In the current medical space, 85% of hospice providers are in the industry to make money . . . and for many, a lot of it. Hospice can either function as a corporate chain of agencies sprinkled across the nation, perform as a free-standing business or a hospice provider that operates as a subsidiary under one parent company with other diverse business entities. For example, Vitas hospice and Roto-Rooter (the Plumbing and Drain Service) are owned by Chemed Corporation.

There are excellent for-profit providers and many incompetent ones. As in all things in life, the reputation of a professional provider becomes tarnished amidst the headlines of the incompetent ones. In my role as a hospice consumer advocate, I want to promote and highlight the excellent for-profit providers. I believe in the hospice benefit and want to safeguard it. I believe that the movement has been corralled by Corporate America and the hospice patient has often become a business commodity.   

Again, I cannot state strongly enough that consumers cannot wait until they are lying on an emergency room gurney, in the throes of receiving a life-limiting diagnosis or worse, to learn about hospice choices. You will not be in the driver seat if you postpone that decision. Similar to making your funeral plans years before you need to institute them, interviewing a hospice company before you actually need one is prudent.

According to an article by Jim Parker in Hospice News for September 2019, ninety-percent of adults over age sixty-five who entered the emergency room with a life-limiting illness (six months before death), did not have documentation for end-of-life treatment, nor any ideas on who might manage their dying process.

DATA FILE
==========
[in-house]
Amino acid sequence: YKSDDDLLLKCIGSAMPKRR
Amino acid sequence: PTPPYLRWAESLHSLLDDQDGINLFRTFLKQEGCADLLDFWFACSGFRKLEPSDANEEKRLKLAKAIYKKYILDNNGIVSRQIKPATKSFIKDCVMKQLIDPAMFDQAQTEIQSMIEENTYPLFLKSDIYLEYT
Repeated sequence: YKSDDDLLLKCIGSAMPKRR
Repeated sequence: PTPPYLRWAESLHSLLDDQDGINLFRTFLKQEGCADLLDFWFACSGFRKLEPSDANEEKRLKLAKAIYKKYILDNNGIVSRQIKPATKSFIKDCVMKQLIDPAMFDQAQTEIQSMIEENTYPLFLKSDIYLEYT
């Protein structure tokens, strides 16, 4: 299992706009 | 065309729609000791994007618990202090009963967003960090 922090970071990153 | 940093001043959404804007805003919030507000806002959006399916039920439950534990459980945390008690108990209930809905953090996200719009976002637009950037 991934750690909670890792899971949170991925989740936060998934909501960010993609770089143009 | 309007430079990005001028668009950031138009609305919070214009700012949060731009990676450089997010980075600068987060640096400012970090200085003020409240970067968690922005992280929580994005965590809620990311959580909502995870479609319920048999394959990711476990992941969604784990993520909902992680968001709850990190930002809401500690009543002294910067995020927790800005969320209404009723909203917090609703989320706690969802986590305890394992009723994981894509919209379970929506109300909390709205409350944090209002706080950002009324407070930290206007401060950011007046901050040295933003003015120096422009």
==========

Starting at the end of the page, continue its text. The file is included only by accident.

Subsequently, I have written my Advanced Directives and filed them with my physician. My children have been instructed on my wishes for end-of-life treatment (or lack thereof), and my preferred hospice provider. My first choice for a hospice provider would be a nonprofit, inpatient residence. Both of my parents died in those facilities and had comfortable and dignified deaths.

When hospice consumers ask me for advice about choosing a reputable hospice, I give these general guidelines:   

  1. A healthcare system associated with a hospital often has an inpatient-hospice residence. And they are usually nonprofit (see my FAQ section on the difference between for-profit and nonprofit providers). In the Milwaukee area: ProHealth Medical System operates AngelsGrace Hospice, Aurora operates Zilber Hospice, and Horizon operates The Kathy Hospice on the campus of Froedtert and MCW St. Joseph’s Hospital. Horizon also operates the Lawlis Family Hospice facility inside the Columbia St. Mary’s Ozaukee Hospital.
  2. Finally, Rainbow Hospice is an independent, nonprofit inpatient Center that operates in Jefferson County. All of these residences also provide hospice in the home.
  3. Unity Hospice is a nonprofit, inpatient provider in the Green Bay area. It is excellent. My mother died there. She remained in her home until three weeks before her death.
  4. Christian organizations are starting their own hospices within their Elder Care Campuses. Luther Manor is a Protestant long-term-care facility and St. Camillus is a Catholic Campus in the Milwaukee area. Neither provider has a hospice inpatient wing, but they do provide care in their facilities and in the home. As well, the largest Catholic health system in the nation is Ascension (formerly Wheaton Franciscan Home Health and Hospice).
  5. The Agrace Hospice System is large and serves over 4,500 patients a year. It is a nonprofit provider that serves all of southern Wisconsin and northern Illinois. It was founded in 1978. It is noteworthy that Agrace has operated without a deficit for 38 out of 40 years.
  6. In my opinion, nonprofit-inpatient-hospice care is the Cadillac of current care. Secondly, having a nonprofit provider in a nursing home or at home would be my second choice (if a family can handle acting as the primary caregiver for their loved one).